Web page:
ST. PAUL — Citations for violating Gov. Tim Walz’s orders to stay at home and halt business operations have started trickling in across the state.

As of Monday, April 6, eight people were charged with violating the emergency orders. The orders require bars and restaurants to halt dine-in services as well as having residents largely stay at home. Violating the order is a misdemeanor with a fine of up to $1,000 or 90 days in jail.

The first was issued in Faribault County on March 26. Two others have been issued in Dakota County, and one each in Hennepin, Ramsey, Washington, Traverse and Mille Lacs counties.

Officials with the American Civil Liberties Union of Minnesota say they are monitoring law enforcement’s response to the orders to make sure it doesn’t disproportionately impact communities of color or create adverse health risks.

“If criminal citations are necessary they should be handled by citation, not booking someone into jail where they cannot social distance,” said Teresa Nelson, the organization’s legal director. “We know the minute COVID-19 enters a facility it can spread like wildfire so that would be counterproductive to the intent of the (stay at home order).”

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So far, Nelson said she wasn’t aware of anyone being booked into jail solely for violating one of the emergency orders.

Maplewood police issued a citation to Mahmoud Mohammad Salit on April 3 for continuing to operate his tobacco store on White Bear Avenue after officers warned one of his employees that the business did not meet the state’s “essential” criteria and had to close, said Lt. Dan Busack.

Salit could not be reached for comment Monday.

Dakota County issued citations to two people a couple of days earlier after responding to a call about someone shooting paint-balls at a residence, said Inver Grove Heights Patrol Cmdr. Dennis Haugland.

When officers responded, they found the vehicle involved and charged one of the occupants with criminal damage to property, possession of marijuana and violating an emergency order, court records say. A female passenger was cited for violating the emergency order.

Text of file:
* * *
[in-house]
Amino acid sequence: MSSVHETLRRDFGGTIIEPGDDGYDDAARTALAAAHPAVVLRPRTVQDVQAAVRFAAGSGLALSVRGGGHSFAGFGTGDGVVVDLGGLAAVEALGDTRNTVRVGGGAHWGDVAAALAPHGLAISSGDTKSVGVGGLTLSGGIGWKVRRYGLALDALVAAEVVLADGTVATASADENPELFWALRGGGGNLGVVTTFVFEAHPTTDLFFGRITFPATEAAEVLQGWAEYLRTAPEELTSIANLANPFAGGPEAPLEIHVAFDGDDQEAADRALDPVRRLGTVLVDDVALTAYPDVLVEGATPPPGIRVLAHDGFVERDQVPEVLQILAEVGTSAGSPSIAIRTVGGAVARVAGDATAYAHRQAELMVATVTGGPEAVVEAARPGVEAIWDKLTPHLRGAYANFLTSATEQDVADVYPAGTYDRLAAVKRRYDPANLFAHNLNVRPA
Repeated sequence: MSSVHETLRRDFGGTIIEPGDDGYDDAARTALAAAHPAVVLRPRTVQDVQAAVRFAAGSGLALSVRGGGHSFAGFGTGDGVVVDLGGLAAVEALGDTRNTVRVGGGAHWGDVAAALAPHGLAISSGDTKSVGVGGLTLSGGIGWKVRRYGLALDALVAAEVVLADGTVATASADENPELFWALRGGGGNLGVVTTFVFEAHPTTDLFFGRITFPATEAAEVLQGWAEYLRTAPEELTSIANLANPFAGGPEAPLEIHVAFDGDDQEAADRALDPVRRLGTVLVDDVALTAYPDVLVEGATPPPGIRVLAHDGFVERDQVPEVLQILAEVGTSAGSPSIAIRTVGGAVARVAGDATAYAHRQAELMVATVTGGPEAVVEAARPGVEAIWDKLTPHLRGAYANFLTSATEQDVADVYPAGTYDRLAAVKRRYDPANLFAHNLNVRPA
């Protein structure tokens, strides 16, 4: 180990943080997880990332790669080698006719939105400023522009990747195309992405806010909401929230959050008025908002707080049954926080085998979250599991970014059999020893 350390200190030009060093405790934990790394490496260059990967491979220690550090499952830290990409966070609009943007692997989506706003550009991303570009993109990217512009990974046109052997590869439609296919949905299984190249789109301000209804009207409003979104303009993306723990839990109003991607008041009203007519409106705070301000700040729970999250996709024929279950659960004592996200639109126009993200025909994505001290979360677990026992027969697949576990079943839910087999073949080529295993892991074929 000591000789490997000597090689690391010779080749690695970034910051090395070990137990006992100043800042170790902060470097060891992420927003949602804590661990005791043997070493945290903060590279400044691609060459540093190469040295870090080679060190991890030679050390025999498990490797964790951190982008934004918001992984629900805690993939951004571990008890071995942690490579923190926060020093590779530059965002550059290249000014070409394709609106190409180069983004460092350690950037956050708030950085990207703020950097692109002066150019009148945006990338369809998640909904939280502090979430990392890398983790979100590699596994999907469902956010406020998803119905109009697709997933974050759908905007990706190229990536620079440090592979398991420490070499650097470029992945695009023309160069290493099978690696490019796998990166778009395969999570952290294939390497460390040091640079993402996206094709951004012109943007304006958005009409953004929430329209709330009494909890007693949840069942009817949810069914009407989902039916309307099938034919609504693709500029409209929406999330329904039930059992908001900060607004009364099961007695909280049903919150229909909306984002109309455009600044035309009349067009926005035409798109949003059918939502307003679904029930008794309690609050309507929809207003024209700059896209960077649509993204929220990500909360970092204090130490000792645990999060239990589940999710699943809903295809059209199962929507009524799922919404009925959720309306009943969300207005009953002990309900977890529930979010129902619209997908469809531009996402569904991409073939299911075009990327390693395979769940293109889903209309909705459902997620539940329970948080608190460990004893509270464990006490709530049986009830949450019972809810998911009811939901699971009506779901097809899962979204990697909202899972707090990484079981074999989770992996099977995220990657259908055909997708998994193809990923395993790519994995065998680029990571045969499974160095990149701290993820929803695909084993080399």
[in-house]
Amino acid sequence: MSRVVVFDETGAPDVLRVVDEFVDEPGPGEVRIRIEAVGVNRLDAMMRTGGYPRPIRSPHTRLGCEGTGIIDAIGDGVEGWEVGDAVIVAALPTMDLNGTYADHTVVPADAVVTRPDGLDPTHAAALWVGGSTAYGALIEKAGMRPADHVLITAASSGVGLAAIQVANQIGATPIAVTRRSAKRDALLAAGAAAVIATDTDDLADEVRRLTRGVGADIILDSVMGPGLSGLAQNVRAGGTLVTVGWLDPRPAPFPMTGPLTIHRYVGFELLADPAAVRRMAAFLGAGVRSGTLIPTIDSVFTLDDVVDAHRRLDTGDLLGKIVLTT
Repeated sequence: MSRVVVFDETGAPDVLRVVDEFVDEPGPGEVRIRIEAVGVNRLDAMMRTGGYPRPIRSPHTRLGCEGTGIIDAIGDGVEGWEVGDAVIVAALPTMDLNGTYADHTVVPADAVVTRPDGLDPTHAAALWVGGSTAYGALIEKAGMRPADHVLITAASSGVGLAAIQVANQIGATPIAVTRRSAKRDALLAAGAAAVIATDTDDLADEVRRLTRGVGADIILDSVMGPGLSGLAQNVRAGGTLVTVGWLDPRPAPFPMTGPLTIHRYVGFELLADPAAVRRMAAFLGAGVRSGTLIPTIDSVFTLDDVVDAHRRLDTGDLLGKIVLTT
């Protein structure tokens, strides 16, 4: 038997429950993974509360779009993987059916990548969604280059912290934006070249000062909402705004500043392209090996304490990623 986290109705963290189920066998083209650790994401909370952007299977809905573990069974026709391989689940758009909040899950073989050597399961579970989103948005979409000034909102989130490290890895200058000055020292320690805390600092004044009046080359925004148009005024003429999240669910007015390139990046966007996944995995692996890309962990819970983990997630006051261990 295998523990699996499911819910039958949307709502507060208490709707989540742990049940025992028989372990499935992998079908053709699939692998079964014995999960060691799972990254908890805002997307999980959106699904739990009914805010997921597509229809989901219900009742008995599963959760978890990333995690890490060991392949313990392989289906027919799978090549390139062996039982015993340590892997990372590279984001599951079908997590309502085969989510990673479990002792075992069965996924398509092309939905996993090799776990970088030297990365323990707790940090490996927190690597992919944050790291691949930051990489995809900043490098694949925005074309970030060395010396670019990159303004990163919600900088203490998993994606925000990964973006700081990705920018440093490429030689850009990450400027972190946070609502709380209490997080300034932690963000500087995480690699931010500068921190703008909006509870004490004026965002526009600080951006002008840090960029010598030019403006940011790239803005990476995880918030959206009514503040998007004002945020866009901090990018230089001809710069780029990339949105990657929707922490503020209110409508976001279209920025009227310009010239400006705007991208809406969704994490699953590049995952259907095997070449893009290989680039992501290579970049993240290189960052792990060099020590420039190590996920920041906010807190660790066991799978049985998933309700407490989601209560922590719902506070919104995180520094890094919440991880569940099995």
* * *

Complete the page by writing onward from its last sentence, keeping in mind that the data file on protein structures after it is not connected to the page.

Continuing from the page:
The citations should not suggest the department is going after people who don’t follow the order, Haugland said.

“We are focusing heavily on education and trying to get the word out … and trying to follow the governor’s message to flatten the curve,” Haugland said. “(But these) two parties were out there doing things they probably shouldn’t have … They weren’t going to the store … They weren’t going to work.”

Cottage Grove charged a woman for driving after cancellation and violating the emergency order after an officer familiar with her “very lengthy history” pulled her over, said Cottage Grove Police Captain Randy McAlister.

Due to data privacy, McAlister said he wasn’t at liberty to disclose details, but said the officer had reason to believe the woman’s outing did not meet the state order’s allowable exceptions, which include leaving the house for essential travel, health and safety reasons, to get groceries and other services, to engage in outdoor activities or to care for another.

“We have made lots of traffic stops since the order went into effect and nobody else has received this citation,” McAlister said.

He added that the his department has fielded “multiple calls” from residents concerned about violations, noting that none of those resulted in citations either.

McAlister and other law enforcement spokespeople said their departments aim to educate people about the order.

As of Monday morning, St. Paul had not issued a citation, said spokesman Steve Linders, nor had the Ramsey County Sheriff’s Office.

Sheriff Bob Fletcher said the department has received complaints though, including the continued use of basketball courts at some parks. That’s the one giving him particular concern, he said, because it involves close contact between players and a shared ball.

The department hopes signs now posted at parks will start deterring the games, but if that doesn’t work, the sheriff’s office plans to suggest its partner cities remove hoops.

“We hope we don’t have to take that measure but if we really want to stop the spread of this contagion we can’t be having basketball games,” he said.

The ACLU is concerned that so far law enforcement does not appear to be enforcing the order consistently, said Nelson. She warned against agencies tossing the violation onto a list of charges facing an individual suspected of more serious criminal conduct.

“It seems like police are kind of piling on violations on top of other charges … and that does not seem appropriate,” she said.